(TG)n microsatellites: 5’(TG)11G, 5’(TG)11C, or 5’(TG)11A
(AG)n microsatellites: 5’(AG)11G, 5’(AG)11C, or 5’(AG)11T
(AC)n microsatellites: 5’(AC)11G, 5’(AC)11C, or 5’(AC)11T
(CTC)n microsatellite: 5’(CTC)7G, 5’(CTC)7T, or 5’(CTC)7A
(GTG)n microsatellite: 5’(GTG)7C, 5’(GTG)7T, or 5’(GTG)7A
(CAC)n microsatellite: 5’(CAC)7G, 5’(CAC)7T, or 5’(CAC)7A
(ACC)n microsatellite: 5’(ACC)7G, 5’(ACC)7T, or 5’(ACC)7C
(TCG)n microsatellite: 5’(TCG)7G, 5’(TCG)7C, or 5’(TCG)7A
Polymerase chain reaction (PCR) ● timing ~ 2-2.5 h
2 Perform PCR in a 25 µl reaction mixture containing 25 ng DNA, 1x ThermoPol® buffer (20 mM Tris-HCl (pH 8.8, 25°C), 2 mM MgSO4, 10 mM KCl, 10 mM (NH4)2SO4), 0.5 µM primer(s), 200 µM dNTP, 1U Taq polymerase, and recommended to add 0.005 unit of Pfu DNA Polymerase). The standard PCR reaction (120 min) should consist of: a 3 min denaturation step at 95°C; 28-31 cycles of 15s at 95°C, 30s at 60°C and 90s at 72°C; a 5 min a final extension at 72°C.
▲Critical STEP The amount of template DNA plays an important role in the quality of the resulting fingerprint. Most commonly, 1ng DNA per 1µl of reaction volume is ideal. Much higher DNA concentrations will produce smears between the bands, which is a sign of over-amplification.
▲Critical STEP DNA and primers should be stored in a 1xTE solution, 10 mM Tris-HCl, 1 mM EDTA, pH 8.0.
▲Critical STEP The final primer concentration(s) in the reaction can vary from 200 to 400 nM. Although higher primer concentrations increase PCR efficiency and the rapidity of DNA amplification, they also produce over-amplified products, such as shown in Figure 2b.
▲Critical STEP DNA quality is very important for obtaining high-quality results. Standard DNA extraction methods are sufficient to yield DNA of high quality from most of samples. DNA should be free of polysaccharides, pigments, and secondary metabolites. Some plant materials contain polysaccharides, pigments, oils or polyphenols, which can reduce the efficiency of PCR. Furthermore, contaminated DNAs will decline in PCR performance during prolonged (a month or more) periods of storage, due to chemical modification. Such DNAs (for example, from Brassica spp.) should be extracted with methods involving sodium hydroxide, followed by two ethanol DNA precipitations. High-quality DNA can be stored at 4°C for many years without showing any PCR inhibition or decrease in amplification efficiency for the longer bands.
▲Critical STEP PCR thermal conditions can be varied without large effects on the resulting band pattern. The denaturation step in PCR can be carried out at 94°C for 30s or 95°C for 20s or 98°C for 5s. The length of the annealing step can vary from 10 to 30 second at 60°C. The annealing temperature varies with the melting temperature of the primer; it should be between 55 and 68°C (60°C is optimal for almost all primers and their combinations in IRAP and REMAP).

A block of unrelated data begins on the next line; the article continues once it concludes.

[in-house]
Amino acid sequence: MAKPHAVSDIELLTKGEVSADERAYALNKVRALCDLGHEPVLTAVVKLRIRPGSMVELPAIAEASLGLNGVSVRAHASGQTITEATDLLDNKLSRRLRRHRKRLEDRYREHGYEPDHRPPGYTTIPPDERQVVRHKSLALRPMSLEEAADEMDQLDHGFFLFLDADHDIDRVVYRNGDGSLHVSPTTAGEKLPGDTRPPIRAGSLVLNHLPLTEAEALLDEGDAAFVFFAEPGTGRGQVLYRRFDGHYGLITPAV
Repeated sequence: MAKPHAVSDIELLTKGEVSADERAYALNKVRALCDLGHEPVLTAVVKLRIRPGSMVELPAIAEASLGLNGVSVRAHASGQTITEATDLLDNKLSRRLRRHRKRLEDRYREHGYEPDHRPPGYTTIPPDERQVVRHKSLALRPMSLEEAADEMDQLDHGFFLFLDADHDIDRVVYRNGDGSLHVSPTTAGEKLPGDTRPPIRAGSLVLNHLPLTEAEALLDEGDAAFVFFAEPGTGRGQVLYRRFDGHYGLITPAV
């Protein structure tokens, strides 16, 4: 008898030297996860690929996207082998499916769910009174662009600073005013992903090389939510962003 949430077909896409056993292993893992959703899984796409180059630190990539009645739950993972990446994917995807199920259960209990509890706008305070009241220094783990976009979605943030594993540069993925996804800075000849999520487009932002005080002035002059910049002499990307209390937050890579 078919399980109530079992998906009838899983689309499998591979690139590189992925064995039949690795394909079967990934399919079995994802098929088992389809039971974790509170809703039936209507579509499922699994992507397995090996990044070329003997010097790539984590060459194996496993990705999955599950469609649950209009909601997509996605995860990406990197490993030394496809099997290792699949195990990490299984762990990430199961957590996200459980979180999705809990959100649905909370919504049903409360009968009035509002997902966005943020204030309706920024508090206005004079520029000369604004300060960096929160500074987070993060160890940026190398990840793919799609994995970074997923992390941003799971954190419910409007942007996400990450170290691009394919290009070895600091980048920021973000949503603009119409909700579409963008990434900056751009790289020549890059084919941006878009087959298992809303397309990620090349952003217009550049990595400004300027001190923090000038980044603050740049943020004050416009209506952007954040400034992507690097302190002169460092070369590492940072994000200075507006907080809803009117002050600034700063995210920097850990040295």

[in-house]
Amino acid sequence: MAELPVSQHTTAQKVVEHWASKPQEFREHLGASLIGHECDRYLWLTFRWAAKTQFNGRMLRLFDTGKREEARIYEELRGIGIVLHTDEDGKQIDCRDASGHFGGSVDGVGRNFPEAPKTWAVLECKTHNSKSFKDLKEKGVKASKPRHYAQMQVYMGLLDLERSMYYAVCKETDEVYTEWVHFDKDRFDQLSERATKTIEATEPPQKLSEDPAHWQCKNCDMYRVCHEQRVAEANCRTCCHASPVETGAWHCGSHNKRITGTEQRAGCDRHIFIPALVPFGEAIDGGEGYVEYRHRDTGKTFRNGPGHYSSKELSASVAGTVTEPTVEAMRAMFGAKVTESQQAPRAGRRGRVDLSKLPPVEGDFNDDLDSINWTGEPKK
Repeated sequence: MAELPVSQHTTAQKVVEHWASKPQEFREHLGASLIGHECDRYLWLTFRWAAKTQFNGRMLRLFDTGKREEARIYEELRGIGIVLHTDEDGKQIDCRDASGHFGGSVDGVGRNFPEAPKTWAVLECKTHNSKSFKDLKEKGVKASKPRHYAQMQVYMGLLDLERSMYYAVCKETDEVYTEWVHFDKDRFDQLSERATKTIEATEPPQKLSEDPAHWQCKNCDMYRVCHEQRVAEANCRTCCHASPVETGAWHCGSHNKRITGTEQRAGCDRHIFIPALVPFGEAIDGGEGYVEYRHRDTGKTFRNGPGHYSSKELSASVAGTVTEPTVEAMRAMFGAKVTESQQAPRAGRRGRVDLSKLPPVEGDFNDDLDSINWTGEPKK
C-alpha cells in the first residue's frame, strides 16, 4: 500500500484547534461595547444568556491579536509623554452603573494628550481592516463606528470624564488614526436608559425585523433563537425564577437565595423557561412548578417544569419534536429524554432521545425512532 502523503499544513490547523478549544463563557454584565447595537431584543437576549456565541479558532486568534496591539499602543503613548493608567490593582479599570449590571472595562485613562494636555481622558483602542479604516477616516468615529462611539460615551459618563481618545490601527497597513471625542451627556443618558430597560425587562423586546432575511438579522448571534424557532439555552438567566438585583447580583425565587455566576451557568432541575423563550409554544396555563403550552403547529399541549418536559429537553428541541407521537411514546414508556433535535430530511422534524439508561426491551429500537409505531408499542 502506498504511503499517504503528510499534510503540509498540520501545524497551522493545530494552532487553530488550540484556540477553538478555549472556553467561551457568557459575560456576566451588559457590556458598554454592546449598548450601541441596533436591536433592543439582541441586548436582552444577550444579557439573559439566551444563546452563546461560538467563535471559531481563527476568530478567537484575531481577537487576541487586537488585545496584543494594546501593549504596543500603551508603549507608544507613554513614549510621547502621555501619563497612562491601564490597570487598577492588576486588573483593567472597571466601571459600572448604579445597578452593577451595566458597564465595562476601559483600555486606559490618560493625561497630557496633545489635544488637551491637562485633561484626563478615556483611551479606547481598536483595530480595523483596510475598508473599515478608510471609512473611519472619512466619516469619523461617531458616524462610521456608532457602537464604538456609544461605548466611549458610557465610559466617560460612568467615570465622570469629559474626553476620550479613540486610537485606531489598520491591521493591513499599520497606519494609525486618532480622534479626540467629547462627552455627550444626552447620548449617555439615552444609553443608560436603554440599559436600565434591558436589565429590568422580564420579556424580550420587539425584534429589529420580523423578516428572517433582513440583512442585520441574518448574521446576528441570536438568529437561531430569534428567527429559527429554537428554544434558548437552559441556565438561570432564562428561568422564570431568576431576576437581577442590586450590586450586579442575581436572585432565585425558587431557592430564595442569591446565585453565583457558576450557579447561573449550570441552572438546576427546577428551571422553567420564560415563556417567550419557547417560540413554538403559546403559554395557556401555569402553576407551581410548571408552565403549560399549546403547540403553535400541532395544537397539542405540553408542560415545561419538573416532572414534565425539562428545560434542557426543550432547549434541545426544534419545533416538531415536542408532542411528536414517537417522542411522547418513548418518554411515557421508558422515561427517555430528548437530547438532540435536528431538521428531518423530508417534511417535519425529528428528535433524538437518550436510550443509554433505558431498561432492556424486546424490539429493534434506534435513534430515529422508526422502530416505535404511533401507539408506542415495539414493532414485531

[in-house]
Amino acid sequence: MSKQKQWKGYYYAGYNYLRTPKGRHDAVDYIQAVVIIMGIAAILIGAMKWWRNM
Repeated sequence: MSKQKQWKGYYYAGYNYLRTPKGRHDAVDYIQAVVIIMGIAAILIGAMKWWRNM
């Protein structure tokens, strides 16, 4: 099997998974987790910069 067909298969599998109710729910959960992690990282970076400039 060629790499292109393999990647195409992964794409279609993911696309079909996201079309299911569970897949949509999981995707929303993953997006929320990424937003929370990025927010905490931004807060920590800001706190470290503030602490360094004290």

●PAUSE POINT PCR reactions can be stored at 4°C overnight with loading buffer or without.
Casting the agarose gel ● TIMING ~2-3 h
3 Prepare 200 ml of 1.5% (w/v) agarose containing 1xTHE buffer in a 500 ml bottle. This volume is required for one gel with the dimensions 0.4 cm x 20 cm x 20 cm. Dissolve and melt the agarose in a microwave oven. The bottle should be closed, but the plastic cap must not be tightened! The agarose gel must be completely melted in the microwave and then allowed to slowly cool until its temperature drops to about 60-65°C. At that point, if desired, add the ethidium bromide solution at a rate of 100 ul per 100 ml, to bring the final concentration to 0.5 ug per ml (alternatively the gel can be stained at the end of the run).
▲CAUTION Take care not to boil over the agarose. Add ethidium bromide only after removing the agarose from the microwave oven to minimise risks from boil-over.
▲Critical STEP The agarose gel must melt and dissolve properly. Small undissolved inclusions will severely hamper the quality of the results. Do not allow the gel to cool unevenly before casting, for example by leaving it stand on the benchtop or in cool water. The best way to cool the agarose is by shaking it at 37°C for 15 minutes.
4) Pour the agarose into the gel tray (20 x 20 cm). Allow the agarose to solidify at room temperature for one hour minimum.
▲Critical STEP For optimal resolution, cast horizontal gels 3 – 4 mm thick. The volume of gel solution needed can be estimated by measuring the surface area of the casting chamber and then multiplying by gel thickness.
Sample preparation and loading ● timing ~ 15 min
6 Add an equal volume of 2x loading buffer to the completed PCR reactions in tube or plate and mix well. Collect the mixture by a short centrifugation (by turning a benchtop microcentrifuge on and immediately off again). Load the gels with a sample volume of 10 µl.
▲Critical STEP The DNA concentration plays an important role in gel resolution. Overloaded lanes will result in poor resolution.
Gel electrophoresis ● timing ~3-5 h